Shopping for Mom at the Pawn Shop
Mother's DayLocal

Shopping for Mom at the Pawn Shop

I check out alternatives to malls and online shopping for the women in my life.

Chana Shapiro is an educator, writer, editor and illustrator whose work has appeared in journals, newspapers and magazines. She is a regular contributor to the AJT.

Dynasty façade
Dynasty façade

Several years ago, I went to Dynasty Jewelry and Pawn on Jimmy Carter Boulevard in Norcross, where I bought a pair of gold earrings for a bat mitzvah girl. The gold hoops were perfect, and the price was much more reasonable than at many of the jewelry stores I had visited.

MCM cross-body wallet at Metro Pawn

With Mother’s Day approaching, I returned to the Dynasty shop. This Atlanta pawnshop is well known as the place to go for high-end items, and due to effective advertising through Google, TV and social media, it has a broad client base. “Eighty-five percent of our sales are from jewelry and designer bags and shoes, even though they’re not 85 percent of our inventory,” said co-owner Ben Levinson.

When I visited Dynasty, customers were looking around for the latest, newest and coolest merchandise, scrutinizing the cases full of glittering diamonds, precious stones, gold and one-of-a kind earrings, bracelets, rings and necklaces. A fabulous jade and gold necklace caught my eye, but it’s unlikely that a Secret Gifter will one day make it mine. If, however, you are shopping for a statement necklace or brooch for Mother’s Day, Dynasty will not disappoint.

Another case displayed spectacular women’s shoes and sunglasses. Do people really come to a pawn shop for celebrity footwear and designer sunglasses? Yes, they do.

“We attract a clientele who appreciate our concentration on luxury,” says Levinson, whose son and store co-owner, Joel, runs Dynasty day to day. “We welcome everyone and try hard to make the most generous loans we can. Many of our customers are regulars. Sometimes people are unable to reclaim their possessions within 30 days, at which time these items could be put out for sale.

The pawners have the option of renewing their pawn contract, with an additional interest fee every extended month. Most jewelry is reclaimed; however, other areas have a lower retrieval rate.”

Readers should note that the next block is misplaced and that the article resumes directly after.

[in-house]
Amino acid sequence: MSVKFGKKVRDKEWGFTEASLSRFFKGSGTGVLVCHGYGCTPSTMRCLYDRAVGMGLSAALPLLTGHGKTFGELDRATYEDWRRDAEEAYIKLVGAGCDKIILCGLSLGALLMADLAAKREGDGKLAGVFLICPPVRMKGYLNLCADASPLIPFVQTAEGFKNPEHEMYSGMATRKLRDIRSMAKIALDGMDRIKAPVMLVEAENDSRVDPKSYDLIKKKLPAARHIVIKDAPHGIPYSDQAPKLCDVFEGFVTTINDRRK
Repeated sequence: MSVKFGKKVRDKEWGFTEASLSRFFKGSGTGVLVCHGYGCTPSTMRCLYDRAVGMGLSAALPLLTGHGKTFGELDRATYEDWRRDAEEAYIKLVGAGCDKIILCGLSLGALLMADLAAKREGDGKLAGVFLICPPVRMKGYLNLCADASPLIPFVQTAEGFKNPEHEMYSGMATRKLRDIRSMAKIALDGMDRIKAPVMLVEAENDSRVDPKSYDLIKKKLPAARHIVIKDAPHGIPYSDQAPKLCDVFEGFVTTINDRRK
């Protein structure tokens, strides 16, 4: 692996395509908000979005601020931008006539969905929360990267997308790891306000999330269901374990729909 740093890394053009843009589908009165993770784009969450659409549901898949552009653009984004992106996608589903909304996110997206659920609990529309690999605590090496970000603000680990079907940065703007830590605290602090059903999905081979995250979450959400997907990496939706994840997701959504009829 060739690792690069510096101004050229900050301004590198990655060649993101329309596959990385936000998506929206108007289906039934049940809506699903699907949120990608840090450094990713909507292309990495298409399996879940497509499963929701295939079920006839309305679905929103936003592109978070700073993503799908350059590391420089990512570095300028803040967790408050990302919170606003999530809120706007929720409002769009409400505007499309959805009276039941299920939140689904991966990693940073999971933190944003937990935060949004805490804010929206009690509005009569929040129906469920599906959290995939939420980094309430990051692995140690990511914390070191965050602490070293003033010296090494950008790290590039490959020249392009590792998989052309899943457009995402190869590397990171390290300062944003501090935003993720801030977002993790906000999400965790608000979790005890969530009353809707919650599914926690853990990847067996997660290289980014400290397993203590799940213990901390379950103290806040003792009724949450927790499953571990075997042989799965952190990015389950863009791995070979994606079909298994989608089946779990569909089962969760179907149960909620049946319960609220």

Stephanie Sinkoe Green in front of Metro Pawn.

To the right of Dynasty’s sparkling jewelry cases, which are the focus of the store, stands a stunning collection of designer handbags, all in pristine or brand-new condition. I’ve seen many of these iconic handbags and backpacks on the public sites of auction houses like Christie’s and Sotheby’s, so although the Dynasty prices seemed outrageous, they’re just the opposite. (Sports fans might want to visit Dynasty for an out-of-the-box Father’s Day gift.)

Joel Levinson is a trained gemologist who goes nowhere without a jeweler’s loupe around his neck. He can evaluate diamonds and maintains an onsite workshop for battery replacement, repairs and electronic steaming and cleaning. (While I was there, he made the 30-year-old ring I was wearing look better than new.) Dynasty also employs outside services that verify the authenticity of designer handbags and confirm the authenticity of natural diamonds, to distinguish them from lab-created gems. Dynasty’s posh inventory requires remote cameras that monitor every inch of the store.

Thirty-four-year pawnshop veteran Stephanie Sinkoe Green also learned essential gemology. She owns Metro Pawn, on Buford Highway in Doraville. Her high-end stock may be smaller than Dynasty’s, but it includes many immediately recognizable items and designer classics, like a charming MCM cross-body leather clutch.

Green makes a lot of loans on jewelry, nearly 90 percent of which are redeemed by their owners — a much higher rate than for her other merchandise. One of Green’s four safes holds the most exquisite jewelry, including a ring with a 10-carat smoky topaz, surrounded by a triple-tier 18K gold halo of diamonds beckoned — just the thing to wear to a royal wedding. (Alas, another unattainable pipedream deflated).

“When people come in to look at jewelry, I have lots of beautiful gold and smaller stone pieces in my cases. The exceptional jewels come out for special customers,” Green explained.

Jade and gold necklace at Dynasty

What about women who aren’t into designer shoes, sunglasses, purses or fine jewelry? It wasn’t time to leave the pawn shops yet. For the musically inclined, Dynasty had nearly a dozen guitars in a range of prices. Metro Pawn had a couple of good guitars and a gorgeous violin with a case and bow.